The problem is that Wizards wants you to use Magic Online. It's spent a lot of money in making this the sanctioned game of the online Magic community. Wizards used to support the Interactive Encyclopedia, but their online game was horrible. MTGPlay (free software some guys created) fixes all of those problems and allows you to play one on one or up to four player games. Yes, you can't easily Rochester draft online, but you can play any Sealed or Constructed format you want for free. No need for tickets, buying packs, etc.
Magic Online could have been a great game, but no sane Magic player will want to spend money on online digital objects that match his real life decks. Players just don't have that kind of money. Being forced down one path is limiting and not your only option.
Imagine for a moment, if only another one hundred players come together from reading this article and set themselves up with MTGPlay and the Interactive Encyclopedia. Imaging visiting the MTGIE Club Chatroom and being able to play with those one hundred players. Isn't it tempting? Information longs to be free. You have a choice. As a player of Magic, you can support a system in which Wizards wishes to gouge you for online packs (that you rent and don't own) or you can play MTGPlay with the Interactive Encyclopedia and play the game for free.
The MTGPlay route isn't easy. It will take some getting used to (there's no level three judge looking over your shoulder - it's exactly like a real-life game. It's just you and another player - though you could have up to two other players join in spectator mode and they can judge your match), but it will bring you hours upon hours of enjoyment.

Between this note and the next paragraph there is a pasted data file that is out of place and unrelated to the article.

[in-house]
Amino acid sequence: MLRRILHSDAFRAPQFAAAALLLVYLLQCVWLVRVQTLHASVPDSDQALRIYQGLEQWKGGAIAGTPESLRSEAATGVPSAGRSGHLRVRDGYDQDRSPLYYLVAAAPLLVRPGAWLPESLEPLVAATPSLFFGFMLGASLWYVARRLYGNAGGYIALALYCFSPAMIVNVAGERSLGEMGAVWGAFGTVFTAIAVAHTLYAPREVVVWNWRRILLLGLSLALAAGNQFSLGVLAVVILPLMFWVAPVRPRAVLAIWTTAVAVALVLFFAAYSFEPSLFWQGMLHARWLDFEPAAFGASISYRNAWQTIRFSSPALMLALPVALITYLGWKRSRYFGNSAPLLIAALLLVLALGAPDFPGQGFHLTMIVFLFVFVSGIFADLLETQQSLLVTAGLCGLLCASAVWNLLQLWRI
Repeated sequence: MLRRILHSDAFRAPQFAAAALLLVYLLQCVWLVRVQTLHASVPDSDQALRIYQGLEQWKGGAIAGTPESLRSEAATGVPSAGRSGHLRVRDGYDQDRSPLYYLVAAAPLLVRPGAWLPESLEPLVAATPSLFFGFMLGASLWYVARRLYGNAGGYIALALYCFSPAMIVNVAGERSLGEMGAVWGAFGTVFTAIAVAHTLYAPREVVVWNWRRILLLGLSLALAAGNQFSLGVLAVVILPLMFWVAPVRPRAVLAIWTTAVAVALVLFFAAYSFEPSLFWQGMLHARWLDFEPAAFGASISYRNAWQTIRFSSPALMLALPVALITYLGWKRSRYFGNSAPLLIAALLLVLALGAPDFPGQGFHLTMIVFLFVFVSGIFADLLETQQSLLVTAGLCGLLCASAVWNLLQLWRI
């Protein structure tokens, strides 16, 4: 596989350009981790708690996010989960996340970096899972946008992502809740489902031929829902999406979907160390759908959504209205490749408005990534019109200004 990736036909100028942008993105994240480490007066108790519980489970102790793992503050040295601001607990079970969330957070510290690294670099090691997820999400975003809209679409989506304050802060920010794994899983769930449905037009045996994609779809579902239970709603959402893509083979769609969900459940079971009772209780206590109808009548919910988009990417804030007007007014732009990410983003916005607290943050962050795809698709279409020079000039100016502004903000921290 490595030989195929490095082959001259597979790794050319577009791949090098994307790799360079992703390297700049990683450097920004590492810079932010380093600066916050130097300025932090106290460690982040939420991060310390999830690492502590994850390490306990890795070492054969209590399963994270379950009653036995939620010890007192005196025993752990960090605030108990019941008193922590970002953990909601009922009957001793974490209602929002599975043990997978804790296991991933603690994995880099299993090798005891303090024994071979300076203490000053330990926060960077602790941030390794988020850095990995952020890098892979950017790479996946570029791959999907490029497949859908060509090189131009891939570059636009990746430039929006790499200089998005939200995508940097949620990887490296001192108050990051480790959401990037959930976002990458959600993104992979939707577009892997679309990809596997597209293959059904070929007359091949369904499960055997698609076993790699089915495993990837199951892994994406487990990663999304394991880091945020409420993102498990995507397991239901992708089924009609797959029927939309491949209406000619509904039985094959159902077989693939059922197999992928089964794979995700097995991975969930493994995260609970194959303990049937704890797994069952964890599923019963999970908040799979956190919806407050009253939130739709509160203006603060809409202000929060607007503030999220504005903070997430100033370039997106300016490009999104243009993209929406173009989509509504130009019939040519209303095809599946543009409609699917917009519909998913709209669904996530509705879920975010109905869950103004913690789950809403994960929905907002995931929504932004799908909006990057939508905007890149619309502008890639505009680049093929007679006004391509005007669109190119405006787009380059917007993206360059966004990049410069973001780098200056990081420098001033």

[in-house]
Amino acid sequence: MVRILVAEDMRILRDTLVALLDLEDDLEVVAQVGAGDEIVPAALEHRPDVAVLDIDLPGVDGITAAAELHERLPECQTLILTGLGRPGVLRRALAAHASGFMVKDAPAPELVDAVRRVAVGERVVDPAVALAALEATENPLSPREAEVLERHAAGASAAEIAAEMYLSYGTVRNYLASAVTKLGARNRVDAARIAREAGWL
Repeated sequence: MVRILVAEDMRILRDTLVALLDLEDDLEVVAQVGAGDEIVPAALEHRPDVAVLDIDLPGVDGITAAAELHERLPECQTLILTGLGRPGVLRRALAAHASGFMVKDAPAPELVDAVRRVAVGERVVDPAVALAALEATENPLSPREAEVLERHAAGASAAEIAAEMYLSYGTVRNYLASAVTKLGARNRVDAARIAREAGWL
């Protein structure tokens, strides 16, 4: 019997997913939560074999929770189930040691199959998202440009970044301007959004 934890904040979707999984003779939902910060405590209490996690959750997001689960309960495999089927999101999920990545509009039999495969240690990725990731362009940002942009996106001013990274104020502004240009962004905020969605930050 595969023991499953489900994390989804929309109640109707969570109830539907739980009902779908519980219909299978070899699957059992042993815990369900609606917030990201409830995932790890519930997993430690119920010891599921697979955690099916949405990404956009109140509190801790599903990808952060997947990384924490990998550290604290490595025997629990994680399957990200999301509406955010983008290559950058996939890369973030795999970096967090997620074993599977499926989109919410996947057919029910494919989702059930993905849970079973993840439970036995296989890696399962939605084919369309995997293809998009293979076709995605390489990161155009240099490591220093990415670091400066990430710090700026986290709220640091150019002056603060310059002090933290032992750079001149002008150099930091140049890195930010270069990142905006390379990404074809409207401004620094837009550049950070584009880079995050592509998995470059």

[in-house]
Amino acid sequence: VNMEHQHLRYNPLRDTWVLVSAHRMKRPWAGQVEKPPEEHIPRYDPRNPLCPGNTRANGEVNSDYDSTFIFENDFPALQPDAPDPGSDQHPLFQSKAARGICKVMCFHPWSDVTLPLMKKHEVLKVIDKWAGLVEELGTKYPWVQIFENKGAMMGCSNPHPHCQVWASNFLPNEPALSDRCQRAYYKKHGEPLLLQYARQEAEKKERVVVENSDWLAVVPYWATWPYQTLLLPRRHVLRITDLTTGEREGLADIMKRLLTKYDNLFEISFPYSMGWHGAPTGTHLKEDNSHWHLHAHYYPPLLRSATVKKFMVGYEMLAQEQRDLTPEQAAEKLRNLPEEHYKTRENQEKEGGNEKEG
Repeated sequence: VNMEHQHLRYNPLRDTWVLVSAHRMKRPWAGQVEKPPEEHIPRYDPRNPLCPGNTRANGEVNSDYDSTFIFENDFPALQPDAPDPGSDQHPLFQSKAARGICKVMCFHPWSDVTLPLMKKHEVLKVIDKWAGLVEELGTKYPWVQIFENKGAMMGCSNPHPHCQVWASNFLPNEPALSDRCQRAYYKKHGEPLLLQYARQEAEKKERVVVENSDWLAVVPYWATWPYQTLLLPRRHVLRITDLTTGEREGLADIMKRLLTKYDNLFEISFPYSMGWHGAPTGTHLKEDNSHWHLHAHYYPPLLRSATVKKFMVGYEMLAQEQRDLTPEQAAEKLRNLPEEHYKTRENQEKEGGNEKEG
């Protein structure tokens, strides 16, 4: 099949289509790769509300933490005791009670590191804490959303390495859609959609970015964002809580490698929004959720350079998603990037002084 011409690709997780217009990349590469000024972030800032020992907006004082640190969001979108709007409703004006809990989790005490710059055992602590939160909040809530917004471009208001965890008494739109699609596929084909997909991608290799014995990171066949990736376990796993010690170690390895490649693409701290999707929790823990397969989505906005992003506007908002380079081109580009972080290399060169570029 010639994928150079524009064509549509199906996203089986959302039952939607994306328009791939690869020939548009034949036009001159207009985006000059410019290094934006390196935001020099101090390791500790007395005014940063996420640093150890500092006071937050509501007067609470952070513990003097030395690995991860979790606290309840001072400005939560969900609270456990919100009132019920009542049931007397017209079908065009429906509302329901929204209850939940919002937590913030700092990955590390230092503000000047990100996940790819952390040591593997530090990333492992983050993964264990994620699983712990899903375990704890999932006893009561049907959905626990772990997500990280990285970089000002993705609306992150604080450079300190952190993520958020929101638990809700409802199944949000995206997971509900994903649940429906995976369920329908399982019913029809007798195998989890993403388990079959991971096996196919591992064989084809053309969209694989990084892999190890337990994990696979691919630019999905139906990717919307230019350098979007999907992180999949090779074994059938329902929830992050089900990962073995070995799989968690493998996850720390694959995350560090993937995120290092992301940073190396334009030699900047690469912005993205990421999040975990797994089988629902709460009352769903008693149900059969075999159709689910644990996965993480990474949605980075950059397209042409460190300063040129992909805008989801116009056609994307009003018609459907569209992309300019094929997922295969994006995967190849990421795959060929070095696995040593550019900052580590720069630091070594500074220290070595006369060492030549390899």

I am not against Wizards creating a viable online gaming environment; I'm just frustrated that Magic Online isn't that game. I would have paid for a subscription by month or would buy a ton of cards online if the price were a fraction of the real-life price, but I have only so much money and so little time. Wizards has ignored many players, alienating us from the online environment. Their choice has caused many of us to band together and forge our own path. You can be part of the problem (supporting an unfair price for rentable digital objects) or join the solution. Use that copy of the Interactive Encyclopedia you have in a drawer somewhere and play Magic online, for free, for hours. Spread the word, spread the excitement and most of all - spread the fun!